Sniffer dogs are a class act

Pupils who bring drugs into school are being flushed out as heads invite police in to give drug abuse talks. Michael Shaw reports

GROWING numbers of schools are inviting police to hold drug searches using sniffer dogs in assemblies and classrooms.

Officers in at least four police forces have been piloting the voluntary visits. Officers involved say they have been surprised at the level of interest from headteachers and colleagues in other forces.

In Kent, officers visited 10 secondaries and caught 11 teenagers with cannabis, who were then placed on drug-treatment programmes.

Officers start a typical visit with an educational talk to pupils about drug searches. They demonstrate the skills of one of their sniffer dogs on a row of teachers, one of whom has been planted with heroin and cannabis. Other drug-detection dogs are then taken into classrooms and corridors to see if pupils have any illegal substances in their bags or lockers.

At the end of the talk, pupils are asked to file past a sniffer dog, who sits down in front of a suspect if it thinks it can smell drugs.

More than 3,000 pupils in west Kent have been checked using the scheme. Police say they have received only three complaints from pupils' families.

Sergeant Howard Chandler, head of West Kent drugs liaison unit, said private schools had also expressed interest in the scheme.

A similar scheme operates in Devon and Cornwall after a widely-publicised incident in January in which one pupil was charged and three reprimanded when a sniffer dog found cannabis at Ilfracombe community college in north Devon.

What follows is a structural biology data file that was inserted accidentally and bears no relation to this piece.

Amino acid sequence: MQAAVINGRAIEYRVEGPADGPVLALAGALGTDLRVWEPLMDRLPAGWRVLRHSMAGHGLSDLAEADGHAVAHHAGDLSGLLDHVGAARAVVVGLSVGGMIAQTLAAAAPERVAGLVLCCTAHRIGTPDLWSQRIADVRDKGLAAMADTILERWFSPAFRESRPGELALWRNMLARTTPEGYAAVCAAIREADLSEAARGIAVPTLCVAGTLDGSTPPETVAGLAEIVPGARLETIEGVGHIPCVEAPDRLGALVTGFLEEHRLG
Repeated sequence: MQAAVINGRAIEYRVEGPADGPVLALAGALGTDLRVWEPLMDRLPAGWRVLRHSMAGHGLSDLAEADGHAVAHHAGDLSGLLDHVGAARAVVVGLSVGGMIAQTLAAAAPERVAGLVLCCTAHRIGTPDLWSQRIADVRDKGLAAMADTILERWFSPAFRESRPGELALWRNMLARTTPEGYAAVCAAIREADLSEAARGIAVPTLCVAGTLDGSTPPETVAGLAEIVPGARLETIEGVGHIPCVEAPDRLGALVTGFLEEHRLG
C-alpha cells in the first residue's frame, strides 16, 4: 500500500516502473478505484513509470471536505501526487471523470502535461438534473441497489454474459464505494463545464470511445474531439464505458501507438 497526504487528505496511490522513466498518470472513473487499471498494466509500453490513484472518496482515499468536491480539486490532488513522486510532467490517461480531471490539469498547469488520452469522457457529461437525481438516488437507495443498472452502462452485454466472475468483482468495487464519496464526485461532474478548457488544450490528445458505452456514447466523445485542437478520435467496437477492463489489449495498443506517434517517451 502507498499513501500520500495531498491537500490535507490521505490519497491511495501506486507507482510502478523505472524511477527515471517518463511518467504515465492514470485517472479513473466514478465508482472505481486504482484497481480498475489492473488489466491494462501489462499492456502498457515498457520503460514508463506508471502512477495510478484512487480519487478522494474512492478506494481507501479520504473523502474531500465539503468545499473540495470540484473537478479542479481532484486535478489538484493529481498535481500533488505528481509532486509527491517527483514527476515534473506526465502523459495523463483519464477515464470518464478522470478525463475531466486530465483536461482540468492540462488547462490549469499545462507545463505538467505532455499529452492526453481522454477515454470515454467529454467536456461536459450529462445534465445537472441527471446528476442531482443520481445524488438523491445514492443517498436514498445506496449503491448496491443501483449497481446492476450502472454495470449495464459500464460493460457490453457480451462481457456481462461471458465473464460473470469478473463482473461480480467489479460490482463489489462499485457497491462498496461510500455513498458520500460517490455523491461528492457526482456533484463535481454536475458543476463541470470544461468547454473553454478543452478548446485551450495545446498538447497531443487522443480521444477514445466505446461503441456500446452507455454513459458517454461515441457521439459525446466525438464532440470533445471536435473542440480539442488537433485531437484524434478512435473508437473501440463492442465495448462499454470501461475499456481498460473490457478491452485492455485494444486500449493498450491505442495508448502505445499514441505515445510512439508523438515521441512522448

Thameside Valley and Bedfordshire police have also been offering sniffer dog visits this year. They stress that the talks are educational, although they will punish those caught with drugs.

The Association of Chief Police Officers said it was keen to back projects to improve drug education and enforcement, but wanted proper evaluation of the school visits before promoting them nationally.

Linda Wybar, head of Tunbridge Wells girls grammar, received a visit last term. She said: "With the changes from the Government on cannabis, it's still crucial that pupils understand what can happen if they are in possession of drugs."

PC Alan Hibbins, youth crime education officer for West Kent police, said it was just as important to educate the teachers as the pupils on the drug visits.

To prove his point he brings with him an elaborately-constructed perspex "bong". The apparatus, used for smoking cannabis, was created earlier this year by a 15-year-old at a Kent school - with the unwitting help of his design and technology teacher.

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